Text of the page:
government. They have cited the case where the President Granger’s Public
Information and Press Services Officer Lloyda Nicholas-Garrett, an Afro-Guyanese
was given a pass and kept her job, despite her terse racial comments, and where
an Indo-Guyanese professional was fired because of her race, her alleged PPP
affiliation, and for defending her professional integrity. Granger has remained silent
on this matter: “true to form!”
Kaieteur News (KN) described Prithima’s dismissal as, “a flagrant miscarriage of
justice by a constitutional body, aided and abetted by the government. Another
professional has failed to obtain the protection which was expected of a
constitutional body.” What is equally ludicrous was that the Public Service
Commission (PSC) established a Commission of Inquiry (COI) into the Prithima
affair. In carrying out this mission, they have acted unconstitutionally. It’s only the
President that can establish COIs. This issue speaks to the matter of executive
lawlessness. My question is: “who advised the PSC to set up a COI, and was this
the first ever COI instituted by the PSC?” Would the AG seek retroactive approval
(as a cover) from the President for this work of the COI?
When the American Ambassador stated that the Granger administration is
observing the constitution, I wonder to which constitution he was referring? For
sure, it couldn’t be the Guyana 1980 constitution and related amendments! It had to
be the PNCR constitution! Or it could have been that the American Ambassador
had a bad night before.
There have been many constitutional violations by this administration, but only a
few have reached the court. The cost is not only prohibitive but also, even if victims
are willing to initiate legal proceedings, they are scared more than anything else, to
proceeed because of the fear of reprisals and victimization. Prithima’s home was
invaded by bandits but only selected items were taken, like hard drives; other
valuables were not taken. How would anyone describe that dramatic act? This is
sending a chilling message to others who want to take the path of Prithima. This is
part of the fear and intimidation tactics that are the PNCR brand.
This would have been a good case for the Ethnic Relations Commission which the
government has failed to activate. It’s no good for Ramjattan to say that the
appointment of Service Commissions is in deficit. There are enough funds to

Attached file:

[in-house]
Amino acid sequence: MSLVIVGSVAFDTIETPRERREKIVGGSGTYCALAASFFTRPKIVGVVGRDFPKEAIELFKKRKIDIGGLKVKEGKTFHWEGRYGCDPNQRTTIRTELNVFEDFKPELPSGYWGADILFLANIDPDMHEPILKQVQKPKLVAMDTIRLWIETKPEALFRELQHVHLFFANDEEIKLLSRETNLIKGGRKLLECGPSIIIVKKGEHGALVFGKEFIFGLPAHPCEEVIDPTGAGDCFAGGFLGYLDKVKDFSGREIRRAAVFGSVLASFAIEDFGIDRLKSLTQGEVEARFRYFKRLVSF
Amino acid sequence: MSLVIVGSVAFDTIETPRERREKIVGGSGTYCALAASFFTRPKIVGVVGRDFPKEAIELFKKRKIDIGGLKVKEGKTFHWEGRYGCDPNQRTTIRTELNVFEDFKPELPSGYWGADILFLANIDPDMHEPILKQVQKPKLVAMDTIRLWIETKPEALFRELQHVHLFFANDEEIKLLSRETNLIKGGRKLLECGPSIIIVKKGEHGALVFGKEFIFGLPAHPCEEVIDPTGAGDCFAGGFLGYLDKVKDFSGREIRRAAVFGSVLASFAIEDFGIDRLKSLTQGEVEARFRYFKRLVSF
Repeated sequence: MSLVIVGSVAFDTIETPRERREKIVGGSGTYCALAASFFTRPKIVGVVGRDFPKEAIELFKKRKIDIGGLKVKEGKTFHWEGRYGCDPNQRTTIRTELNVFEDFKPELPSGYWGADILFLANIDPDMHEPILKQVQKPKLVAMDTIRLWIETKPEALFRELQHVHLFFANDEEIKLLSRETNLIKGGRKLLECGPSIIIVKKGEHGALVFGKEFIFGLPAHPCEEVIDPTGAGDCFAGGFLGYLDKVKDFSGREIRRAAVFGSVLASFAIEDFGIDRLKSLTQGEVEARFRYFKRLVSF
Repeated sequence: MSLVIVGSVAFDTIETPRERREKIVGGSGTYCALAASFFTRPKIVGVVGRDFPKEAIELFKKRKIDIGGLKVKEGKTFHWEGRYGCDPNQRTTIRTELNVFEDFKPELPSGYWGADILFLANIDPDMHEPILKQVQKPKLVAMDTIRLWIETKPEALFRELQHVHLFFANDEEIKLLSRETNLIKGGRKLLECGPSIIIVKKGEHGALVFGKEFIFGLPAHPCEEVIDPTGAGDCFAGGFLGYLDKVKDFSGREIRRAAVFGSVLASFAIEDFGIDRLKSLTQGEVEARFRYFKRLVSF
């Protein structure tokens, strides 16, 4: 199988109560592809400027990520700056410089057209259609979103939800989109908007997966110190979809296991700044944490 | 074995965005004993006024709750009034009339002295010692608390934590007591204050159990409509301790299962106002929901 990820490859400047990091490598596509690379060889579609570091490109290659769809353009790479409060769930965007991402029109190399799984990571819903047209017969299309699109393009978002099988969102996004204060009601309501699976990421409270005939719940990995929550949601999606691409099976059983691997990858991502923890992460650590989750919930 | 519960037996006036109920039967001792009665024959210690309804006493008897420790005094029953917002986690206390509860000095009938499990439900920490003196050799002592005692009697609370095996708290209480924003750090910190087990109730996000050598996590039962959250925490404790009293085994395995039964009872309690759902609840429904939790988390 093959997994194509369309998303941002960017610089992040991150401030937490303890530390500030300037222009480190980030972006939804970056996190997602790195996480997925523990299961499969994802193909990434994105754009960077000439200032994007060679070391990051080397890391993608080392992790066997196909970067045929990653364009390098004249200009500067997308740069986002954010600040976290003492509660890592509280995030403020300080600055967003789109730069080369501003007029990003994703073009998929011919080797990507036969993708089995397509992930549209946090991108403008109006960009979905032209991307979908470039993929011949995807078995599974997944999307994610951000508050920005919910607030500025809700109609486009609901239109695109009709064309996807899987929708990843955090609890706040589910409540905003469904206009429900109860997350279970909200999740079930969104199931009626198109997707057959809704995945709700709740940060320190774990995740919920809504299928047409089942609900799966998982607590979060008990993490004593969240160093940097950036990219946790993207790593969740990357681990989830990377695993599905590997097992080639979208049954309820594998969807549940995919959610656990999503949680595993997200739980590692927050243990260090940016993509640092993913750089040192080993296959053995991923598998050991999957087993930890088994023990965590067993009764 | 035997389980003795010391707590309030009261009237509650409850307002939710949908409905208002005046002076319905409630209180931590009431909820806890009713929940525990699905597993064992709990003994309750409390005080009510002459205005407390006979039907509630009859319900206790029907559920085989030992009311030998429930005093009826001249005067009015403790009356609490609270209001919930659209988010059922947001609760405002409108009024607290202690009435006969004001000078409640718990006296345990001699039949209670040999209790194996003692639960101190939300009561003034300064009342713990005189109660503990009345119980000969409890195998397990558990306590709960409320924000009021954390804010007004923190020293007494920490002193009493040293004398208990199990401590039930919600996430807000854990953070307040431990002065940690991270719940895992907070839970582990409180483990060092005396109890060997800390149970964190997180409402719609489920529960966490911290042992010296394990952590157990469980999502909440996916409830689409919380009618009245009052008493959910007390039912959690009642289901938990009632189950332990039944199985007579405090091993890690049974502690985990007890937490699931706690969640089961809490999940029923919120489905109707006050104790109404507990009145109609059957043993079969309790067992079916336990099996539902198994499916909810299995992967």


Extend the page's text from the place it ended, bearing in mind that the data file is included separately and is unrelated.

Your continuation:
activate these and they have had enough time (2 and 1/2 years) to make these
appointments. It is these bodies that could potentially grant relief to citizens from
executive lawlessness. But there is a deliberate attempt not to hurriedly appoint
these commissions. The government does not want any oversight over their actions
Prithima will prevail in the court. This is a test case for all professionals in Guyana.
The PPP, the PNC, the WPA and the AFC supporters have the right to be a part of
the professional government service, which has built safeguards into the system,
such as employment security and due process rights. Regrettably these protections
are systematically being eroded by the coalition. The Judiciary is under pressures
to fall under the dictatorship sledge hammer. I hope that it does not buckle under
these pressures, and stay firm to defend the constitution and civil liberties. There
are ominous signs that it (dictatorship) is lurking in the backyard. Guyanese have to
be vigilant and must speak out. Silence is not an option.
Guyanese need to know that irrespective of their party affiliation, “there can be no
development without democracy!” There can be no justice when there exists a frim
embrace of vendetta politics! There can be no justice when there is the insidious
practice of racism! There can be no justice when there is the blatant practice of
DR. TARA SINGH IS AN INDEPENDENT COLUMNIST. The views expressed in this column are solely those of the writer and do not necessarily represent the views of the THE WEST INDIAN.